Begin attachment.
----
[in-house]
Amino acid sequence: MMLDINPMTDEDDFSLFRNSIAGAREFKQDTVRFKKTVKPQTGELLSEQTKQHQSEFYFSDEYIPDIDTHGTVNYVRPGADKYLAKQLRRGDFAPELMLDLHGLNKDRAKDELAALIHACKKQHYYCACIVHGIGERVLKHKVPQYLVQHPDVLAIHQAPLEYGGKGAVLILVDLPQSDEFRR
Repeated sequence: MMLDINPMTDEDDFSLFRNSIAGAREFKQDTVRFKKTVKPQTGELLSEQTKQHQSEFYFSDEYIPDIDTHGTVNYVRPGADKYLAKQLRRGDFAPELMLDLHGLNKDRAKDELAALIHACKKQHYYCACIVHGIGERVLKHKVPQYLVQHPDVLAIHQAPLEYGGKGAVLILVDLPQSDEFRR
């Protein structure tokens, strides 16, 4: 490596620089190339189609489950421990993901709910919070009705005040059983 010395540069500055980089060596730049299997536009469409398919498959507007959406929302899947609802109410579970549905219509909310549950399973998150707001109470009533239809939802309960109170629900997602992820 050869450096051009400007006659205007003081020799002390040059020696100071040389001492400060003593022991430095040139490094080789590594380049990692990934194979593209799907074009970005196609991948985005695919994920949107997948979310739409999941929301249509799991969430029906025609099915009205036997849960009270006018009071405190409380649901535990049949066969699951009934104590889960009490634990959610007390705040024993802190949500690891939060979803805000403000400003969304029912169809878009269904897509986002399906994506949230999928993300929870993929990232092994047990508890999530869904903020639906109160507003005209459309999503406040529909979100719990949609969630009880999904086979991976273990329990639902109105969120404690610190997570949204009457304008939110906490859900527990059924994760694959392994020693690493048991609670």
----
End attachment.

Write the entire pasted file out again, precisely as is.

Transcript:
[in-house]
Amino acid sequence: MMLDINPMTDEDDFSLFRNSIAGAREFKQDTVRFKKTVKPQTGELLSEQTKQHQSEFYFSDEYIPDIDTHGTVNYVRPGADKYLAKQLRRGDFAPELMLDLHGLNKDRAKDELAALIHACKKQHYYCACIVHGIGERVLKHKVPQYLVQHPDVLAIHQAPLEYGGKGAVLILVDLPQSDEFRR
Repeated sequence: MMLDINPMTDEDDFSLFRNSIAGAREFKQDTVRFKKTVKPQTGELLSEQTKQHQSEFYFSDEYIPDIDTHGTVNYVRPGADKYLAKQLRRGDFAPELMLDLHGLNKDRAKDELAALIHACKKQHYYCACIVHGIGERVLKHKVPQYLVQHPDVLAIHQAPLEYGGKGAVLILVDLPQSDEFRR
């Protein structure tokens, strides 16, 4: 490596620089190339189609489950421990993901709910919070009705005040059983 010395540069500055980089060596730049299997536009469409398919498959507007959406929302899947609802109410579970549905219509909310549950399973998150707001109470009533239809939802309960109170629900997602992820 050869450096051009400007006659205007003081020799002390040059020696100071040389001492400060003593022991430095040139490094080789590594380049990692990934194979593209799907074009970005196609991948985005695919994920949107997948979310739409999941929301249509799991969430029906025609099915009205036997849960009270006018009071405190409380649901535990049949066969699951009934104590889960009490634990959610007390705040024993802190949500690891939060979803805000403000400003969304029912169809878009269904897509986002399906994506949230999928993300929870993929990232092994047990508890999530869904903020639906109160507003005209459309999503406040529909979100719990949609969630009880999904086979991976273990329990639902109105969120404690610190997570949204009457304008939110906490859900527990059924994760694959392994020693690493048991609670």